This course explores the representation of soccer in African film and literature to point out the compelling, complex nature of the game within postcolonial cities and cinema both as a form of leisure fun and as a tool in the politics of resistance. This course pays attention to the brief history of soccer, the politics of solidarity, and the conviviality it produces between the global North and South. Further, the course examines the depiction of soccer as a sport in postcolonial cities as depicted in films and literature from Alegria to South Africa, Ghana, and Nigeria.
Students will learn fundamental literary and film analysis while deepening their understanding of the intersection of society, soccer, labor, media technology, modernity, migration, and global capital. In addition, students will gain a deeper understanding of social and political issues via soccer and make sense of contemporary Africans and their own society. The questions that will animate the course include: what does soccer mean for Africans and in Africa? What politics and polemics shape the sport, fandom, and collaboration in soccer? How do Africans navigate emerging restrictions of soccer in specific contexts? Why is “the beautiful” game a fun sporting activity in spaces with limited infrastructure to support it? In sum, it is a road trip to African through soccer in which we will explore how the game influences, and is influenced by, Africa and Africans.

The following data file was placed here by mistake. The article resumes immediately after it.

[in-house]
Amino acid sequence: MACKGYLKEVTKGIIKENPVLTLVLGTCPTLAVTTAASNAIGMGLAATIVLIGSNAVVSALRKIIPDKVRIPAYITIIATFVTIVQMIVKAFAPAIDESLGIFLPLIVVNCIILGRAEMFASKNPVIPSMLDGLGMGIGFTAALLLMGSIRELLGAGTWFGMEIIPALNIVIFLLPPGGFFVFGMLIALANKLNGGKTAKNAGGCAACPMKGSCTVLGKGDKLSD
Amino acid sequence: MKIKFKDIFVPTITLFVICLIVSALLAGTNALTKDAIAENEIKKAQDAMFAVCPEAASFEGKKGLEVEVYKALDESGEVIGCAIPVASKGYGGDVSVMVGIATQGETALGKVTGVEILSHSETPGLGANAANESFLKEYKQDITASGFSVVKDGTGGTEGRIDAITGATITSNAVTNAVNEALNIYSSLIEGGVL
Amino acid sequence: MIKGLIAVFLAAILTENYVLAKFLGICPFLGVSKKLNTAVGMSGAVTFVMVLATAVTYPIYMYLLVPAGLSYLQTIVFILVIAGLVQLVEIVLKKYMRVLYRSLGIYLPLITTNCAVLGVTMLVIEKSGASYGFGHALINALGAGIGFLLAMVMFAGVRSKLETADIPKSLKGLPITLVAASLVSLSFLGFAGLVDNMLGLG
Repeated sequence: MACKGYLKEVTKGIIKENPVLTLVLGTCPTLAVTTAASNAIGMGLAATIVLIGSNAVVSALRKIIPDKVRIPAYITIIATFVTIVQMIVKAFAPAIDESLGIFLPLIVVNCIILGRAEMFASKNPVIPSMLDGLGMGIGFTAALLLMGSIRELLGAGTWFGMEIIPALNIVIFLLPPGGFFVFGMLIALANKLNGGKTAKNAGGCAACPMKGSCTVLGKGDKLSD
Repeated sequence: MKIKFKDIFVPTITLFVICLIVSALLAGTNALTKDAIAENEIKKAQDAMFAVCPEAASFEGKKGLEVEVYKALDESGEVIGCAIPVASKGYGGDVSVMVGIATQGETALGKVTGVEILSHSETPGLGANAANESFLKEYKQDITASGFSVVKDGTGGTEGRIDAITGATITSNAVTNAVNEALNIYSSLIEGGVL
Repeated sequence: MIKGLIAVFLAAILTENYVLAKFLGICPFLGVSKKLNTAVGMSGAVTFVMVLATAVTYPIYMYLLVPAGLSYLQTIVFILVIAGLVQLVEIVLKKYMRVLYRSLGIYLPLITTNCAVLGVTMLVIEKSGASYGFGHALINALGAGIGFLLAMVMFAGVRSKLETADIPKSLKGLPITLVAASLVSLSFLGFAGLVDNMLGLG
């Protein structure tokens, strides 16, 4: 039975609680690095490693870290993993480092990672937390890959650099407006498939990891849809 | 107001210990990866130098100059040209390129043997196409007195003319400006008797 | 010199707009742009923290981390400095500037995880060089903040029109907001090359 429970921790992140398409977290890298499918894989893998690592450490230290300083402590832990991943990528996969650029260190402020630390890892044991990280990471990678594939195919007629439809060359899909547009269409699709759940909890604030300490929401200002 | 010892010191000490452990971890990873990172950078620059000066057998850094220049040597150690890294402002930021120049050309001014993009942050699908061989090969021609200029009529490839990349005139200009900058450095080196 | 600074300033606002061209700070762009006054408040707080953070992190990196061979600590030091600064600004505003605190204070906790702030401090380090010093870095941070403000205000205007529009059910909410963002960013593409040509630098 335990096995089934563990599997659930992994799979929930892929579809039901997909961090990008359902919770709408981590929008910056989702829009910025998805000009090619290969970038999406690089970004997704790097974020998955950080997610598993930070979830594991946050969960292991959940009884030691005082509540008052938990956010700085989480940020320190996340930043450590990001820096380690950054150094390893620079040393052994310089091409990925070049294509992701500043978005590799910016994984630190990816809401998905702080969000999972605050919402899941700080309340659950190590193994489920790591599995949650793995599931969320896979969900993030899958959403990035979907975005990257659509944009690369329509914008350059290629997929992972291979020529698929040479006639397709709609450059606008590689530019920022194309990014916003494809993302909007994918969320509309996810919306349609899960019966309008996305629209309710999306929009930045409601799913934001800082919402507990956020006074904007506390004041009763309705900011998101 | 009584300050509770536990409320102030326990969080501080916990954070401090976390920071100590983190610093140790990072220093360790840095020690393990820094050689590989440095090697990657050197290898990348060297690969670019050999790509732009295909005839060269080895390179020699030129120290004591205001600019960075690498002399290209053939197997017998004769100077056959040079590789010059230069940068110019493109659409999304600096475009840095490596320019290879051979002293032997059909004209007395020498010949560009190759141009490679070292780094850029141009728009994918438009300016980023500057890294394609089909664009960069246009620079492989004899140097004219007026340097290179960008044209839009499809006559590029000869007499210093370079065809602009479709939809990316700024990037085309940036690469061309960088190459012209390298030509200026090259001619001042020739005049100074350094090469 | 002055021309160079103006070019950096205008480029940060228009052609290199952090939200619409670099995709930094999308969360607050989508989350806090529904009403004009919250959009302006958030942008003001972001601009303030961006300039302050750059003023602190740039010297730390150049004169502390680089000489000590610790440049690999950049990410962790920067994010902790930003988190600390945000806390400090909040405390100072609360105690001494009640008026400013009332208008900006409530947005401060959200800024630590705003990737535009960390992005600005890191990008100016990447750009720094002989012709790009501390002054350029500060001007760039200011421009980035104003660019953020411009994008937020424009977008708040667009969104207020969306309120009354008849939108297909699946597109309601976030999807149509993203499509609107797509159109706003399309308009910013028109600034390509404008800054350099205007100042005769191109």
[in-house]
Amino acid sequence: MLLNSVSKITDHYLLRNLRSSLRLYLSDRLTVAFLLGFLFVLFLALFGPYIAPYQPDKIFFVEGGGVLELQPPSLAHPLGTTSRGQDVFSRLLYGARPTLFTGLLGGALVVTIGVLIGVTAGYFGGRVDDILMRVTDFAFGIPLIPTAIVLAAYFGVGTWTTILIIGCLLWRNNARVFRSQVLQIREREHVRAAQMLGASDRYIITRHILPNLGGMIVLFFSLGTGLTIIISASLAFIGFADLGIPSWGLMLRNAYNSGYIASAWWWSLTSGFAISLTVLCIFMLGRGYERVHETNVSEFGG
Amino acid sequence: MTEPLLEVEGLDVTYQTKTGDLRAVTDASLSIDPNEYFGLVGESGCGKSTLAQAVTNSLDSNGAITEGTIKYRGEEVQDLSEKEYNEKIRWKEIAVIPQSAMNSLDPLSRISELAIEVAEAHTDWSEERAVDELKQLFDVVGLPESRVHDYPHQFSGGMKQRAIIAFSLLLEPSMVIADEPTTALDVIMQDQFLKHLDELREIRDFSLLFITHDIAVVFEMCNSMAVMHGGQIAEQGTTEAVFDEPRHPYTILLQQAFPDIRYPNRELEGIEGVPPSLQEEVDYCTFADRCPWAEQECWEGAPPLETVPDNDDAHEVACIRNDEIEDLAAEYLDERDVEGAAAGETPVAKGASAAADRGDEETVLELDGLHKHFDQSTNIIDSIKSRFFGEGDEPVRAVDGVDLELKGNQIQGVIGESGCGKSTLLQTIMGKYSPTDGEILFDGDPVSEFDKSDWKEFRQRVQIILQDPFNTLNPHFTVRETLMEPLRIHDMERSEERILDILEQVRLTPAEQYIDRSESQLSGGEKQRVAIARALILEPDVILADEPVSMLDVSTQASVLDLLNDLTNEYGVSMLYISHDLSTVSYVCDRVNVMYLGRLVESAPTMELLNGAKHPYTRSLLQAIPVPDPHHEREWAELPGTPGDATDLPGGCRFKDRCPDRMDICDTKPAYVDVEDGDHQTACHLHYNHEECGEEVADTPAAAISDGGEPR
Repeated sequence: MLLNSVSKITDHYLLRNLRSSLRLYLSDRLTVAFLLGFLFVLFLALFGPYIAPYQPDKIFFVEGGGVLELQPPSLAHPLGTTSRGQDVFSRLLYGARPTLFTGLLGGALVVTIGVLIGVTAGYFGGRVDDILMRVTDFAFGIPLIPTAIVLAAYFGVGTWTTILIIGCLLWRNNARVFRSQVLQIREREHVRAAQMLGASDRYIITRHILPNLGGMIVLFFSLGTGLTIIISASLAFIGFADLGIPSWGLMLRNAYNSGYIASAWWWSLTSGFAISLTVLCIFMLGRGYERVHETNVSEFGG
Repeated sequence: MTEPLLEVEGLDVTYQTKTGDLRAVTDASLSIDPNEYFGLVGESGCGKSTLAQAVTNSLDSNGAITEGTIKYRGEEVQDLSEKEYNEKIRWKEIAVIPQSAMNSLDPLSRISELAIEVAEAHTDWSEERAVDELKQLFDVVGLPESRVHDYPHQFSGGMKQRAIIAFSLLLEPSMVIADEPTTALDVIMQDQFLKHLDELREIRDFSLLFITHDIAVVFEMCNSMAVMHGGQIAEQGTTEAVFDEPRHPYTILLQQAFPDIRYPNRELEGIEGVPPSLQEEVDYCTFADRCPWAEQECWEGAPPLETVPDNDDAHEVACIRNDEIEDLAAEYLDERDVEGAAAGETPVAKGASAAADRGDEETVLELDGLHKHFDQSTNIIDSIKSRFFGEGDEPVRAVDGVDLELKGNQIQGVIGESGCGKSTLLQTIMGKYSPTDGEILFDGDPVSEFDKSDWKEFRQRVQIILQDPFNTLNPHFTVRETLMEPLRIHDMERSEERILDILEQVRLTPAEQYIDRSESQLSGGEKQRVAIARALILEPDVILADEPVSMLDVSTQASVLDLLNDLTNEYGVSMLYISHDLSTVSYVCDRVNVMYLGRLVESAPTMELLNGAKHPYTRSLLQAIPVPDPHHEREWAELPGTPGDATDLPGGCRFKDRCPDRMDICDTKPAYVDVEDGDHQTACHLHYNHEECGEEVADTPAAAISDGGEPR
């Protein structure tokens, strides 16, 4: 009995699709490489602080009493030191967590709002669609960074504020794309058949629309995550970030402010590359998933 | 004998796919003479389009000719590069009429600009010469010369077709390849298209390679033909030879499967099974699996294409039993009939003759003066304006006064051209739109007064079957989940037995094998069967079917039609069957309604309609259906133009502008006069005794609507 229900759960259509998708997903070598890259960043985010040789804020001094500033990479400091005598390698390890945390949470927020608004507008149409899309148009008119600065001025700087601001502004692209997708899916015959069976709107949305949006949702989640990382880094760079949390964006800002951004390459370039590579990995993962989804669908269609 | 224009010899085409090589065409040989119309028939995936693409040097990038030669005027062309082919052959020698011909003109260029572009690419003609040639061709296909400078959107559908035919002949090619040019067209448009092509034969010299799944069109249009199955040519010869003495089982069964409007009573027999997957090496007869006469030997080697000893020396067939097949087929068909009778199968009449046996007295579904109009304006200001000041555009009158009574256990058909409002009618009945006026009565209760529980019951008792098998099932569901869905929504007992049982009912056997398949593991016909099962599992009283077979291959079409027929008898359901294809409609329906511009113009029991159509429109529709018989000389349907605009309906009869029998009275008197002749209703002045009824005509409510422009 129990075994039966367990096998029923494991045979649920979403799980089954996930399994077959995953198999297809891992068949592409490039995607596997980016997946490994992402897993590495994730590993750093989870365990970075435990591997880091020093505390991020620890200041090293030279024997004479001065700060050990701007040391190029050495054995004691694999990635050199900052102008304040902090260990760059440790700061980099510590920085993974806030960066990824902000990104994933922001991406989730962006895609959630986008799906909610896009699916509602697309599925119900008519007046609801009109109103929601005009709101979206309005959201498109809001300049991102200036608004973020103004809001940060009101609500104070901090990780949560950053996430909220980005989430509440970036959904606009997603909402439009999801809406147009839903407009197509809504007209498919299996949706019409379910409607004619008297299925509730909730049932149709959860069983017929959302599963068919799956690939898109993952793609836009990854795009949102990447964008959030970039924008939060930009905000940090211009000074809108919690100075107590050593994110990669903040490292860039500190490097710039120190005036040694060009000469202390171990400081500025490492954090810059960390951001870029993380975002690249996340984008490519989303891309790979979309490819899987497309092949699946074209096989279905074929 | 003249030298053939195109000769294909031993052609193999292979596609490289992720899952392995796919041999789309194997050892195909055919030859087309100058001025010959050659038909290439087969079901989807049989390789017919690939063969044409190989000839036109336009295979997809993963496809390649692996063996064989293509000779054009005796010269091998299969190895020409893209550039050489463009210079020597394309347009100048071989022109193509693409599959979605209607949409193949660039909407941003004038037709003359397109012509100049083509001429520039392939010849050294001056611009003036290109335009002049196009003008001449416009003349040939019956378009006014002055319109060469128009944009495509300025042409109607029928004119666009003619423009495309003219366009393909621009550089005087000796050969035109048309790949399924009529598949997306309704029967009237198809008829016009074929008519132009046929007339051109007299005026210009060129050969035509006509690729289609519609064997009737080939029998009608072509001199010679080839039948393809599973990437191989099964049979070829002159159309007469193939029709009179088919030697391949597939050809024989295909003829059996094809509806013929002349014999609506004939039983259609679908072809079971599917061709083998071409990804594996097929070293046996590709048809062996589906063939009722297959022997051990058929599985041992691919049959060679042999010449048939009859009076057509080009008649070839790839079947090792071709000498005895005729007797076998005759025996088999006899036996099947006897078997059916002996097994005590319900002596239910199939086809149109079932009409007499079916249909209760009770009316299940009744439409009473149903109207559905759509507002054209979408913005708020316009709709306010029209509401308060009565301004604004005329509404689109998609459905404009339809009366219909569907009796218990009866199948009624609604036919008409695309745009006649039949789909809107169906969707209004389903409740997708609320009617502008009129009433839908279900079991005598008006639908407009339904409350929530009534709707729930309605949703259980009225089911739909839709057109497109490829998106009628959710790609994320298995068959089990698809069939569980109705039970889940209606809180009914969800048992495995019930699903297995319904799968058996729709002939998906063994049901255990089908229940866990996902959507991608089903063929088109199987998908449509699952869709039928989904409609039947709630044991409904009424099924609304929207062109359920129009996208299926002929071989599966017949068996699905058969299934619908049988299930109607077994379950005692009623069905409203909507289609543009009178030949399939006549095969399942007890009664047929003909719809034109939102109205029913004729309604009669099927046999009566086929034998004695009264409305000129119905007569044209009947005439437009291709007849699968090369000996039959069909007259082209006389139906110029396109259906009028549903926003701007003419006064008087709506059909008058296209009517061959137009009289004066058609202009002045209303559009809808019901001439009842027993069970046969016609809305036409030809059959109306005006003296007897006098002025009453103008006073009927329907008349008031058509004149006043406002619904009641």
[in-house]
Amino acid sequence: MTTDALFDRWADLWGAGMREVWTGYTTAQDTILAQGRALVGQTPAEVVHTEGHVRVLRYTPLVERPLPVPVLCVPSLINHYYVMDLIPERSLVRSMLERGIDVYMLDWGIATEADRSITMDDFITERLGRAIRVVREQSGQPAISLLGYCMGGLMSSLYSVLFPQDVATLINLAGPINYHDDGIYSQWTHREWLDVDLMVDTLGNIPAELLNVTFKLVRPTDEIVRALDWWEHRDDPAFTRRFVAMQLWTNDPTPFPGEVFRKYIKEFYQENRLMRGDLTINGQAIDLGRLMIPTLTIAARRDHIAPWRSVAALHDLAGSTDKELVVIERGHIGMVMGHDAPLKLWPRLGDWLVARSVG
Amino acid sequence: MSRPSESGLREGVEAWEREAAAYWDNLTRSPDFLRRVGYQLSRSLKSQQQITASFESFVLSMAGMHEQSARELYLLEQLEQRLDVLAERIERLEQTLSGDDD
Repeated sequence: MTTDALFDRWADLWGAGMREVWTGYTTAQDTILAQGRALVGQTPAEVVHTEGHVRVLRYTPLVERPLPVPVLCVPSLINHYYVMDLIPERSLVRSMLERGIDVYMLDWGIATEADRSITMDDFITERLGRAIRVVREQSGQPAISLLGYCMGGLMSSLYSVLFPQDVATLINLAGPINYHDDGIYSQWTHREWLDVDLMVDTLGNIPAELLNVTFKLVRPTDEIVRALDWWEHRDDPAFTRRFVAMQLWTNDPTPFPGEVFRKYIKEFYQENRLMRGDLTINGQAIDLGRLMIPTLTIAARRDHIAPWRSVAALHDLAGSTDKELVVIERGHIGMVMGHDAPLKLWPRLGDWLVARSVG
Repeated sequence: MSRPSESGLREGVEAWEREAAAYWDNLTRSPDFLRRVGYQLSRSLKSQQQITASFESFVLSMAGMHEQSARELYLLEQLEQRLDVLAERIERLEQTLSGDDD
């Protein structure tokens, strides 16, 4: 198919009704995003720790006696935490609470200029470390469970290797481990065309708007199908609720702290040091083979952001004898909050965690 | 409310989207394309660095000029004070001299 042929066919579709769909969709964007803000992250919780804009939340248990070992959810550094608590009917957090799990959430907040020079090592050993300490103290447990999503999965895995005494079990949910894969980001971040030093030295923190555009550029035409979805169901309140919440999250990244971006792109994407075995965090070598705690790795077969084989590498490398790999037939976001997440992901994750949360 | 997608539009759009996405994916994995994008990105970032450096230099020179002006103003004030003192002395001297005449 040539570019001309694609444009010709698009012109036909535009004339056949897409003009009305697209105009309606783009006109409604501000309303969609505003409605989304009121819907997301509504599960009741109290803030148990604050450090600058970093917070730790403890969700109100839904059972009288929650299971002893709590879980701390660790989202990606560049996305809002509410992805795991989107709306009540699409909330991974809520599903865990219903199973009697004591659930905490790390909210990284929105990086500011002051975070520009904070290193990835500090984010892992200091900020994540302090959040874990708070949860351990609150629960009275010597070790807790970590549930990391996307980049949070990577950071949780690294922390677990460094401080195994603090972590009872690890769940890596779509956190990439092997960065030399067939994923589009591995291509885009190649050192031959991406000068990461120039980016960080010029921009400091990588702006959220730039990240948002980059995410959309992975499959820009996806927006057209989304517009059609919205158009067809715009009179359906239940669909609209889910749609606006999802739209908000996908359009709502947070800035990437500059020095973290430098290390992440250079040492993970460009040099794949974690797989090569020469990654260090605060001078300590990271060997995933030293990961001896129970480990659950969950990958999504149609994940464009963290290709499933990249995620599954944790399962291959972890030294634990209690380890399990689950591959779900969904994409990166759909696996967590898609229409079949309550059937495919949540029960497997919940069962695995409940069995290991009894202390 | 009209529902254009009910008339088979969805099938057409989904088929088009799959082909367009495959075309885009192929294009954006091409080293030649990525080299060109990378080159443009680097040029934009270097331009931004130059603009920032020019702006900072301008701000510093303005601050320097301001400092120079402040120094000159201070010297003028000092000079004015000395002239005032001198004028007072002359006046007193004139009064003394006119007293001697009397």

The Belly of the Atlantic, Fatou Diome (A novel, 2017)
The Beautiful Skin: Football, Fantasy, and Cinematic Bodies in Africa, (Vlad Dima, 2020)
The Golden Ball, (Cheick Doukouré, Guinea, 1994)
La Pirogue, (Moussa Toure, Senegal, 2011)
The President, (Jean-Pierre Bekolo, Cameroun, 2011)
Timbuktu, (Abderrahmane Sissako, Mali 2014)